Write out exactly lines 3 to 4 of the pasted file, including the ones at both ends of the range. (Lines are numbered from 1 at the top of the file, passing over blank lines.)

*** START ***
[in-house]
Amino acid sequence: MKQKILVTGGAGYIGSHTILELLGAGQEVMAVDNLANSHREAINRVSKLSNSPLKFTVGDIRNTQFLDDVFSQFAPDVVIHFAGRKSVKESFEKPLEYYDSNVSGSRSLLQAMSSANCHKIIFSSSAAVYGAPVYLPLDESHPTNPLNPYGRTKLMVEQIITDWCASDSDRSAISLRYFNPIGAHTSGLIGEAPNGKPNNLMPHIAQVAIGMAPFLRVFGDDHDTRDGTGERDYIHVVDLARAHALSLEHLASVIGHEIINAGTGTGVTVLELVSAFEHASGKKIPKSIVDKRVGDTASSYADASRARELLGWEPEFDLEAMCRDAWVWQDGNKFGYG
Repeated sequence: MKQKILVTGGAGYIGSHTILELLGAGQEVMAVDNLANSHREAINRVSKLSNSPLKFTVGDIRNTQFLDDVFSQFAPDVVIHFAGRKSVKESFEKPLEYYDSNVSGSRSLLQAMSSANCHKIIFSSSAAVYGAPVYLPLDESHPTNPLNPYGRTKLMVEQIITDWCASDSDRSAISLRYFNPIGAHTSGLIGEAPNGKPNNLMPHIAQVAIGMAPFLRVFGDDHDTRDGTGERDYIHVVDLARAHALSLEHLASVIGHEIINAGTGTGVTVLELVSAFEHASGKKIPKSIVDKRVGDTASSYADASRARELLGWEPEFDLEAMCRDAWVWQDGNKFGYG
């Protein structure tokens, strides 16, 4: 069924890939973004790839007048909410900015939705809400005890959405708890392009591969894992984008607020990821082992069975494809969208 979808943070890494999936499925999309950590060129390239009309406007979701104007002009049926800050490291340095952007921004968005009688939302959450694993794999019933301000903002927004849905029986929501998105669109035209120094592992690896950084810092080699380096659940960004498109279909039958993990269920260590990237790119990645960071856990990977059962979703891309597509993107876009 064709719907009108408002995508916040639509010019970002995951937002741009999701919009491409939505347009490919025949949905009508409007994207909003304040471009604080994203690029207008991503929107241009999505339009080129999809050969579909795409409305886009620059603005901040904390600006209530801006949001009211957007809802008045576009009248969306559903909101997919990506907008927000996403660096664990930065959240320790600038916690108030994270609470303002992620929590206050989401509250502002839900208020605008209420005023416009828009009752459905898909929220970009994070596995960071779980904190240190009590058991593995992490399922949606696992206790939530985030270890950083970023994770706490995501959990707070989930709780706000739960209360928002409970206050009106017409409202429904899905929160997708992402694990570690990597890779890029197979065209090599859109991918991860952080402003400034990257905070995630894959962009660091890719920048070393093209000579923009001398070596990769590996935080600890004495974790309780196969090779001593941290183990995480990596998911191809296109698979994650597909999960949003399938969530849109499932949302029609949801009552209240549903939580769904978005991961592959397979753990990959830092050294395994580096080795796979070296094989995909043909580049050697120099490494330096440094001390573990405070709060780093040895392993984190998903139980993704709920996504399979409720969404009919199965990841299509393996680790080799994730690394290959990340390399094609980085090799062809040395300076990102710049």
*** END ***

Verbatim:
Repeated sequence: MKQKILVTGGAGYIGSHTILELLGAGQEVMAVDNLANSHREAINRVSKLSNSPLKFTVGDIRNTQFLDDVFSQFAPDVVIHFAGRKSVKESFEKPLEYYDSNVSGSRSLLQAMSSANCHKIIFSSSAAVYGAPVYLPLDESHPTNPLNPYGRTKLMVEQIITDWCASDSDRSAISLRYFNPIGAHTSGLIGEAPNGKPNNLMPHIAQVAIGMAPFLRVFGDDHDTRDGTGERDYIHVVDLARAHALSLEHLASVIGHEIINAGTGTGVTVLELVSAFEHASGKKIPKSIVDKRVGDTASSYADASRARELLGWEPEFDLEAMCRDAWVWQDGNKFGYG
């Protein structure tokens, strides 16, 4: 069924890939973004790839007048909410900015939705809400005890959405708890392009591969894992984008607020990821082992069975494809969208 979808943070890494999936499925999309950590060129390239009309406007979701104007002009049926800050490291340095952007921004968005009688939302959450694993794999019933301000903002927004849905029986929501998105669109035209120094592992690896950084810092080699380096659940960004498109279909039958993990269920260590990237790119990645960071856990990977059962979703891309597509993107876009 064709719907009108408002995508916040639509010019970002995951937002741009999701919009491409939505347009490919025949949905009508409007994207909003304040471009604080994203690029207008991503929107241009999505339009080129999809050969579909795409409305886009620059603005901040904390600006209530801006949001009211957007809802008045576009009248969306559903909101997919990506907008927000996403660096664990930065959240320790600038916690108030994270609470303002992620929590206050989401509250502002839900208020605008209420005023416009828009009752459905898909929220970009994070596995960071779980904190240190009590058991593995992490399922949606696992206790939530985030270890950083970023994770706490995501959990707070989930709780706000739960209360928002409970206050009106017409409202429904899905929160997708992402694990570690990597890779890029197979065209090599859109991918991860952080402003400034990257905070995630894959962009660091890719920048070393093209000579923009001398070596990769590996935080600890004495974790309780196969090779001593941290183990995480990596998911191809296109698979994650597909999960949003399938969530849109499932949302029609949801009552209240549903939580769904978005991961592959397979753990990959830092050294395994580096080795796979070296094989995909043909580049050697120099490494330096440094001390573990405070709060780093040895392993984190998903139980993704709920996504399979409720969404009919199965990841299509393996680790080799994730690394290959990340390399094609980085090799062809040395300076990102710049």